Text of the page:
When I was a kid people would tell me about how cool their cat was, what tricks their dog could do and how well spoken their parrot was. I had snails and lizards and stick insects. The only trick my lizards could do was lose their tail when stressed, a habit I’m glad I never picked up, my snails ate lettuce and my stick insects were brown and sticky.
I hatched the stick insect eggs next to the hot water tank in the house, but never remembered having left them there, and therefore an army of minute stick insects would guard the warm towels, night and day, before dying of boredom or starvation, whichever came first.
Now lizards don’t come for free in London, as many of you might know. London and Mexico differ in many ways, the most distinctive difference between the two countries being a lack of wild lizards in London, and the fact that Argos UK doesn’t accept Pesos.
All residents of London city have to work for their lizards, and I was no exception. I was the original shop boy. While my sister worked for point horror books and Unibrow Monthly Magazine subscriptions, I enthusiastically put lamps together, knowing that after a month of screwing light arms (not as much fun as it sounds, it’s the bit that sticks out from the middle of the light and holds a bulb), my father would drive me to Hackney to choose a lizard.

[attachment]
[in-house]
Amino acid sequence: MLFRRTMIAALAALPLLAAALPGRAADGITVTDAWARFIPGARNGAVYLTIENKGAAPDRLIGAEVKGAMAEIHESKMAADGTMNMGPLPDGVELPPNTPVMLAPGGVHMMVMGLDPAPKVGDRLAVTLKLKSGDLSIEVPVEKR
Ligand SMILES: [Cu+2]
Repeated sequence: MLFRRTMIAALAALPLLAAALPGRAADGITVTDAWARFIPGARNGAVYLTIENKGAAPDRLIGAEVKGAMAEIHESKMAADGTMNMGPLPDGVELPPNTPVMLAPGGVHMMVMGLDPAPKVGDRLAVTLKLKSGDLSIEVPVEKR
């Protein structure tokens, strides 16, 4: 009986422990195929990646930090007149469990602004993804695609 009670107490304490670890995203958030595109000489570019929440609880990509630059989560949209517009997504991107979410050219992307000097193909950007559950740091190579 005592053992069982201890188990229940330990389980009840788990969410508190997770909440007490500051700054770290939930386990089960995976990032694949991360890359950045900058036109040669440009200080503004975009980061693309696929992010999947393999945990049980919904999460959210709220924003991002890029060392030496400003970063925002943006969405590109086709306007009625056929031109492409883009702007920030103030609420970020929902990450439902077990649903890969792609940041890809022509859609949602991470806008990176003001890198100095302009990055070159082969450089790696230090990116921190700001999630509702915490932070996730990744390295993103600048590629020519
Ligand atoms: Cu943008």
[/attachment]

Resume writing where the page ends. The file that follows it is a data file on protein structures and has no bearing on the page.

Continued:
What attracted me to Lizards? Everyone knows dogs can’t stand halogen bulbs, but lizards love them. I linked my animal passions to my job, clearly showing my genius at a young age. If I had been running a bone shop, I’m sure I would have bought a dog. However I know dogs are expensive and I would have had to screw hundreds of bones together, I don’t know if I would have had the patience. Food for thought, I’m sure you’ll all agree.
Did my work justify a lizard you ask? Let me give you an insight. To wire a light fitting from scratch , you must first grapple with “The Chain”, the most important tool in the shop. To get cables through the fitting’s arm, you need to tie the cables onto a chain you then dangle it through the arm hole (read that carefully, if you are reading this out loud), until you are able to pull the chain through(followed by the cables) to the other end of the arm. A major part of this operation involved cables jammed somewhere in the light, “The Chain” broken in pieces inside the arm, and tears of frustration rolling down your cheek. No one could deny that this was undoubtedly worthy of a small to medium sized lizard.
At the time, I believed “The Chain” to be a professional tool designed for light construction workers worldwide, and, like me, they were all in their shops swinging light arms over their heads in frustration by their chain in attempts to dislodge it and buy a lizard.
Now, 15 years later, I realize it was the chain used to pull a plug out of our bath. I realize emptying a bath was difficult as a child because the chain was being used to pull cables through an arm in our little light shop. Still, if it meant I could have a lizard, I would wrestle with a plug any day of the week.
NB Find out more about Oriol 'Oli' Benet, a DJ and freestyle rollerblader here and here